BARCELONA: For the past few years technology companies have been working hard to improve tablet and smartphone displays. To date, most efforts have focused on improving screen resolution and pixel per inch (PPI) density, but this Mobile World Congress (MWC) Japanese giant Fujitsu moved beyond this, demonstrating a new touchscreen technology designed to emulate how textures feel.
How it works
The haptic feedback screen technology was demoed on a test tablet at Fujitsu's MWC stand. The screen works using sensors under the display, which are designed to detect when a finger is touching the screen and emits low-powered, regulated, ultrasonic vibrations. The vibrations are designed to mimic the feedback sent to our fingertips' mechanoreceptors – sensory receptors in the skin's surface that respond to mechanical pressure or distortion – when they touch specific texture types.
Our demo unit let us try the haptic display in a variety of scenarios. These included a digital dial lock on a vault, a set of strings on a musical instrument, a crocodile's back and a sand box.
Testing the dial lock we noticed one issue with the haptic display – it only works if you interact with it using one finger. Trying to physically grab the digital lock with two fingers – like you would in real life – the display only reacted to our index finger. This could be a bit of an issue as most tablet users are currently used to 10-point touch connectivity.
Once we put this issue aside we found the display's feedback was quite impressive. Turning the on-screen dial lock we felt realistic resistance that did simulate that of a real one. The display also responded to the force of our movements with the lock turning more easily when we applied more force.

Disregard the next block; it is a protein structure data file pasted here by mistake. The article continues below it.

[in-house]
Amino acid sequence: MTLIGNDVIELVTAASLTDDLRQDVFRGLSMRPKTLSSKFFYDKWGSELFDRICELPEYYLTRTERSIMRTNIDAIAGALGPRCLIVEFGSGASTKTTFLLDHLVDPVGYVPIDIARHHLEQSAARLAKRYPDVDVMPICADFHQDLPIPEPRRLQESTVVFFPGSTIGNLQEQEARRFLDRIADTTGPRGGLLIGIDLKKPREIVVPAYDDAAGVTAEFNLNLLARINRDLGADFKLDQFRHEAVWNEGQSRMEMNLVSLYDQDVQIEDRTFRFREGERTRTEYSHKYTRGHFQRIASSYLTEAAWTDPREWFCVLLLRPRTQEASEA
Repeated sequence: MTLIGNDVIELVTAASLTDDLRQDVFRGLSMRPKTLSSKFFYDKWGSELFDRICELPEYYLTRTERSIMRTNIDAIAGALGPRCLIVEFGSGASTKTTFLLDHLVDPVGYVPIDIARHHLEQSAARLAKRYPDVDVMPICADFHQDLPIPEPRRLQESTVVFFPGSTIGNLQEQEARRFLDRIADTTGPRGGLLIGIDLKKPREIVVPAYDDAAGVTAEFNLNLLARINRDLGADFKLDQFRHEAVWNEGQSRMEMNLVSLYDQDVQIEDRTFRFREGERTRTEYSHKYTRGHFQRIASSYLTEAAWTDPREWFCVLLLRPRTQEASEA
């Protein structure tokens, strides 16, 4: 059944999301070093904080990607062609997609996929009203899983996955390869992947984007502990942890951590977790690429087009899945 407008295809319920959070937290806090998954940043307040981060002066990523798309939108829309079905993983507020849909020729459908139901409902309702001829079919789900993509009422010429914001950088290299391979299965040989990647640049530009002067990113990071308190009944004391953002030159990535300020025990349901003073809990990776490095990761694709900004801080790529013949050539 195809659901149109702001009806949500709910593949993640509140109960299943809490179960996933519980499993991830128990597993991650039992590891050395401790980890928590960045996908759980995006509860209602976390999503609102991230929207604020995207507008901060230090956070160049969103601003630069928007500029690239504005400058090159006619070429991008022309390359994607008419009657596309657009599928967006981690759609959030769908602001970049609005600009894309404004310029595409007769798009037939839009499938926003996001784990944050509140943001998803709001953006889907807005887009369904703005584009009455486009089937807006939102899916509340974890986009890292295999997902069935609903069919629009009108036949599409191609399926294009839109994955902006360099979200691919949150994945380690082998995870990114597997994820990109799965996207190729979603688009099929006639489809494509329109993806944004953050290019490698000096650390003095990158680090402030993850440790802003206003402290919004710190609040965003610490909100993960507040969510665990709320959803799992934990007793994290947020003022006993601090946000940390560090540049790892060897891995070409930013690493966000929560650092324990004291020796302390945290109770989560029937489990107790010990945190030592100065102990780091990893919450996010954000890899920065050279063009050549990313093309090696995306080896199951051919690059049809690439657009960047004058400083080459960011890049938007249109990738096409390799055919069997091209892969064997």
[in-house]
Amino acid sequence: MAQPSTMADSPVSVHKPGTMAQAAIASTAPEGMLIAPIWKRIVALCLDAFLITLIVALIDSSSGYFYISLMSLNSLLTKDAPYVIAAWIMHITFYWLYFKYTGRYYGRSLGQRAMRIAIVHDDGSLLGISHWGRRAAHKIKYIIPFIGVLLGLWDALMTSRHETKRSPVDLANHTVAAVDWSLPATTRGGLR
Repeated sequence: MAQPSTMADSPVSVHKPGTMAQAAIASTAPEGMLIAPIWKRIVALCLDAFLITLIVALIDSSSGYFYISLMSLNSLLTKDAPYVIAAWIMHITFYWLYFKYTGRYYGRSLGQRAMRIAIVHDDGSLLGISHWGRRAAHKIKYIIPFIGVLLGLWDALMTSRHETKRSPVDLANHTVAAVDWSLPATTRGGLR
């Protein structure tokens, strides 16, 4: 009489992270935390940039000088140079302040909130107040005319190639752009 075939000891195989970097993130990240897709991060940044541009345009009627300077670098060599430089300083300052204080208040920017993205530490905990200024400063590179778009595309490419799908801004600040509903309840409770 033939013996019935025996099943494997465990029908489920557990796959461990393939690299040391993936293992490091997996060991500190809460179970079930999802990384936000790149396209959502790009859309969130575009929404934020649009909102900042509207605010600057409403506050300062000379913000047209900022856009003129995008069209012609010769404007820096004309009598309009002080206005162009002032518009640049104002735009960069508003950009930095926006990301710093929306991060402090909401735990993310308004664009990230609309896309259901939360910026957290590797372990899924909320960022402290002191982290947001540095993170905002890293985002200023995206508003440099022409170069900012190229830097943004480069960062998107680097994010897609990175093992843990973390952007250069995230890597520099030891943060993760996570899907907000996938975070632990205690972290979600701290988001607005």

We were also impressed with the string demo, and the screen reacted and responded differently to each input we attempted. For example, forcefully plucking one of the digital strings the screen's feedback was sharper and more forceful than when we smoothly stroked our finger over it.
The same could be said for the crocodile demo, where we found the haptic technology was able to realistically emulate smooth and bumpy surfaces. While our healthy fear of crocodiles means we can't attest to the texture's accuracy, we did notice a difference in feedback with smooth textures having a slightly more slippery feel than the protruding or rough parts of the crocodile's back on the screen.
The sand box demo proved that the display is able to deal with multi-layer textures. This demo required us to brush sand off a mosaic image, and we found the haptic display offered convincing feedback on both layers, changing the feel of the underlying mosaic's image after we'd rubbed the sand off.
But we noticed one final flaw with the tech. Picking up the tablet to test the sand box demo we found the display stopped offering feedback to our commands. After quickly grabbing the tablet back, the spokeswoman explained that the haptic display tech currently only works if the tablet is laid flat, so the technology as it currently stands would be of little use for tablet users on the move.
When to expect it
There's currently no official date for when we can expect to see Fujitsu's haptic display technology implemented in a commercial product, but the spokeswoman told us this will most likely be sometime in 2015.
We were generally quite impressed with the haptic display. After going through all the available demos we found Fujitsu's demo display can emulate a variety of textures. But it does have a couple of issues we'd like to see ironed out before it hits the mainstream. These include the fact that it only works if you interact with it using one finger, and if the tablet is laid flat. Here's hoping these issues are fixed before the first tablet with a haptic display goes on sale.
By V3's Alastair Stevenson
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